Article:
We don’t just want country-by-country reporting to hold Google to account

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George Osborne has said he wants greater transparency in international tax and so appears to be backing country-by-country reporting for the first time. If he really means it (and we will wait to see on that) this is good news. But it would be wrong top think that country-by-country reporting is just about tax transparency. I’ve always argued that it is a reporting system that addresses a range of issues:

  1. Transparency matters. In many countries a corporation does not have to put its accounts on public record. That means that what an MNC does in that country is not a matter of public record. That matters both for the country itself and at a global level. What MNCs do has enormous implications for the well-being of the world: country-by-country reporting overcomes this problem. It puts all MNC activity ‘on the record’. Responsible investors, as well as the public, appreciate such transparency.
  1. Corporate social responsibility (CSR) matters. CSR is about the relationship between a company and its host community. This requires that the host community knows the company is there, and knows what it’s doing there. Country-by-country reporting provides that information.
  1. Accountability matters. A company cannot be accountable unless it can be identified. This means that the names an MNC uses locally must be on public record. Too often they are not. Country-by-country reporting names local subsidiaries.
  1. Trade matters. At least 60% (and maybe more) of world trade is intra-group. Current accounting reports from MNCs completely exclude such trade from public view. Country-by-country reporting shows it all. This is vital if trade relationships are to be understood and made fair.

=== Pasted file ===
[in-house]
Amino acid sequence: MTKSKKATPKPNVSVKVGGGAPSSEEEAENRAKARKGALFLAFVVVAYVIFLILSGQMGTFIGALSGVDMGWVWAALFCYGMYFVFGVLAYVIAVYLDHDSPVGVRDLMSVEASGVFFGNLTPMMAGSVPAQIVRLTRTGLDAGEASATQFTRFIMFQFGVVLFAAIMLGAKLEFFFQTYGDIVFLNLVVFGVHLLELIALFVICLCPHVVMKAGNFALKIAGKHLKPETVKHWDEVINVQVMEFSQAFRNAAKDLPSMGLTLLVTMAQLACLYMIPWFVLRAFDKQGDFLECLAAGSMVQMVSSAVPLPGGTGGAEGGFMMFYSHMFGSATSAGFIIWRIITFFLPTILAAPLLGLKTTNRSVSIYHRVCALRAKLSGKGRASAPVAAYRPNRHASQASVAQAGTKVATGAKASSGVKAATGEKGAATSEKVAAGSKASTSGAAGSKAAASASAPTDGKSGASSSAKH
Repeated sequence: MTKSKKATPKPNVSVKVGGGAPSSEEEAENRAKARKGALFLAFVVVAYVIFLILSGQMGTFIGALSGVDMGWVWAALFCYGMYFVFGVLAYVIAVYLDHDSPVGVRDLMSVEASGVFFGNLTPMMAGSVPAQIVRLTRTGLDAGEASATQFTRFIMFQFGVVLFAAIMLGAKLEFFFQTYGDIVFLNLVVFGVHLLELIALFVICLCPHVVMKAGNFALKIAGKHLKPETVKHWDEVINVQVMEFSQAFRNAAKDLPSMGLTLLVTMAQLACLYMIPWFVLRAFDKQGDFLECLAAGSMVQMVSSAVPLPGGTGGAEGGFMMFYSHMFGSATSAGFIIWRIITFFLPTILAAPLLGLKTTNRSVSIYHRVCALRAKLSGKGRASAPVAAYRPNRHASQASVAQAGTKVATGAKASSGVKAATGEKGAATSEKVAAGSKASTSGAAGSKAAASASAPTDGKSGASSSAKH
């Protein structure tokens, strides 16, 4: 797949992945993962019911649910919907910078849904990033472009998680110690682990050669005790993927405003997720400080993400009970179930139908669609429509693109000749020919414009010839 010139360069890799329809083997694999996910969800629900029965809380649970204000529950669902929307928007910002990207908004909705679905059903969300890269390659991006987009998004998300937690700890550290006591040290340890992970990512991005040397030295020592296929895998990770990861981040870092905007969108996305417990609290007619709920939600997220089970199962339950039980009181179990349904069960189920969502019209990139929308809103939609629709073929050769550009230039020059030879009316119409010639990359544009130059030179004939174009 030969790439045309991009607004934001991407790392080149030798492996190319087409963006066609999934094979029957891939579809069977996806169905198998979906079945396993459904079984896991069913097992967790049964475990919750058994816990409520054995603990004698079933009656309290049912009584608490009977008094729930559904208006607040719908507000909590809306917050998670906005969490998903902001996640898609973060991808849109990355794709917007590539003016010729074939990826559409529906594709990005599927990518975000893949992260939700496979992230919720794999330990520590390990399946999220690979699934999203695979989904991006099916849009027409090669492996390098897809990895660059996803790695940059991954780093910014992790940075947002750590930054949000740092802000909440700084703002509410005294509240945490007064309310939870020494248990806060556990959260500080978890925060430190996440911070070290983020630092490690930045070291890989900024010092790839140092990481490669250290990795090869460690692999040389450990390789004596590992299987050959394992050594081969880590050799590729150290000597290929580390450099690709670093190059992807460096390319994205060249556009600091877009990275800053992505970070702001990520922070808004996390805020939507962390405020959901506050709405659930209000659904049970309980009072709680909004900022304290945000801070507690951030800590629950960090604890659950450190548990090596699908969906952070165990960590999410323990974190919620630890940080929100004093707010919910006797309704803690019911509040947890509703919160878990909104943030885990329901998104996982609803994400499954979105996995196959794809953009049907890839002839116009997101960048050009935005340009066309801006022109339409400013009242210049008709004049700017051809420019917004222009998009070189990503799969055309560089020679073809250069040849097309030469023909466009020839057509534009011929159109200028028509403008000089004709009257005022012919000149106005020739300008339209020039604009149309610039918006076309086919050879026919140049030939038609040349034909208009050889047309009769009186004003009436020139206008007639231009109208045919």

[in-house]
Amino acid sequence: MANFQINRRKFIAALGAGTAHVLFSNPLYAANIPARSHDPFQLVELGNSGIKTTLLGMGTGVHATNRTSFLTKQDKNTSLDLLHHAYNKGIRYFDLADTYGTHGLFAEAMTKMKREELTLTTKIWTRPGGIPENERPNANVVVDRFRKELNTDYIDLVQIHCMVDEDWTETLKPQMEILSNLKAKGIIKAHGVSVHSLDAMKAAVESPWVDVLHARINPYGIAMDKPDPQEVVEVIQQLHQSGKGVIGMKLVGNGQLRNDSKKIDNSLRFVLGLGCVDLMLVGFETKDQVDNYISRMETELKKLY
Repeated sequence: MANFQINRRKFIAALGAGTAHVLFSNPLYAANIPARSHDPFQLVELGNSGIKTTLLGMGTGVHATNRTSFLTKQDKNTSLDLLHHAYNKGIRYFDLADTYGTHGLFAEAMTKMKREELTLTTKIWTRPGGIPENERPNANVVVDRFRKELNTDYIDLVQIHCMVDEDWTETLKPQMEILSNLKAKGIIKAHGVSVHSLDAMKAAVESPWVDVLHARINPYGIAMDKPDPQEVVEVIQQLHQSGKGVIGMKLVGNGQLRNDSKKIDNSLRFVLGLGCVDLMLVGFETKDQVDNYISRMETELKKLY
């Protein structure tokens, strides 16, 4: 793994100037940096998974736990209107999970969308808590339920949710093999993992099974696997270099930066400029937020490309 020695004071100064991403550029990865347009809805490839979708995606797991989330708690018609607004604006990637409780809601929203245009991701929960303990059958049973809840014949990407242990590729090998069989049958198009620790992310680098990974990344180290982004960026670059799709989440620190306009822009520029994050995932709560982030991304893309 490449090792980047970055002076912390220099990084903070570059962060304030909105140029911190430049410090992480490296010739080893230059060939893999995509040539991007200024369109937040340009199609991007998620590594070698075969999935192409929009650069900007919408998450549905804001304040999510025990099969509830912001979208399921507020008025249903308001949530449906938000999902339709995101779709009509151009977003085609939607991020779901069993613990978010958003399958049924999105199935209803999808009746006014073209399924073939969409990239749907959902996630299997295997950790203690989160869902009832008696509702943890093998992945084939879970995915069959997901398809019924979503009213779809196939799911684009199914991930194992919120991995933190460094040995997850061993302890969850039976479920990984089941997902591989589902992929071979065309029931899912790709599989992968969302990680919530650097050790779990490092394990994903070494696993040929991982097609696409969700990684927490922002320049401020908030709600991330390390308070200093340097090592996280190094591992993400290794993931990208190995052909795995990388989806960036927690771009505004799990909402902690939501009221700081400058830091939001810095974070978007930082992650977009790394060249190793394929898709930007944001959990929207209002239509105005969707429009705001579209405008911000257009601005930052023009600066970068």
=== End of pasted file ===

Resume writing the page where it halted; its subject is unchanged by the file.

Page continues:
1. People matter. MNC accounts include statements on the number of employees a company has and their aggregate remuneration. Country-by-country reporting would require this statement for every country in which an MNC operates. This would provide invaluable information on labor conditions.
  1. Tax matters. MNCs have more opportunity than any other group in a society to plan their tax affairs. They can seek to shift their profits from country to country to find the lowest overall bill. Country-by-country reporting discloses the profits that companies record in each country in which they operate and the taxes that they pay on them. This means they can be held accountable for what they do and do not pay.  
  1. Corruption matters. The extractive industries are dominated by MNCs. The Extractive Industries Transparency Initiative seeks to hold those companies to account for the tax payments they make, and the governments that receive those payments to account for what they do with them. Many MNCs resist such disclosure because of competitive pressure, contractual obligations, and local political opposition. Country-by-country reporting would overcome these objections by requiring such reports from all companies, significantly enhancing transparency in this sector, and help cut corruption. 
  1. Development matters. Developing countries lack revenue to finance public goods and services. Aid helps alleviate this problem but has the potential to create dependency, reduce democratic accountability of developing country governments to their electorates, and itself contribute to corruption. Local declaration of economic activity by MNCs with the resulting accountability for taxes paid could help break this cycle and assist in creating fully independent, accountable governments capable of raising their own tax revenues.
  1. Governance matters. Many of the major corporate scandals of recent times have involved extensive use of offshore subsidiary companies. These are becomingly increasingly common in MNCs, and it is recognized that they pose serious governance issues for MNCs themselves. This results in increased risk for shareholders, employees, local communities, and even national governments that may depend on the MNC’s operations.
  1. Where you are matters. Some countries are politically unstable. If a company trades there, shareholders should know. Some are politically unacceptable. If an MNC trades there, civil society should know. Some countries are subject to sanctions, making trading there illegal. Where you are matters. Country-by-country reporting holds a company to account for where it is.

We don’t just want country-by-country reporting to hold Google to account.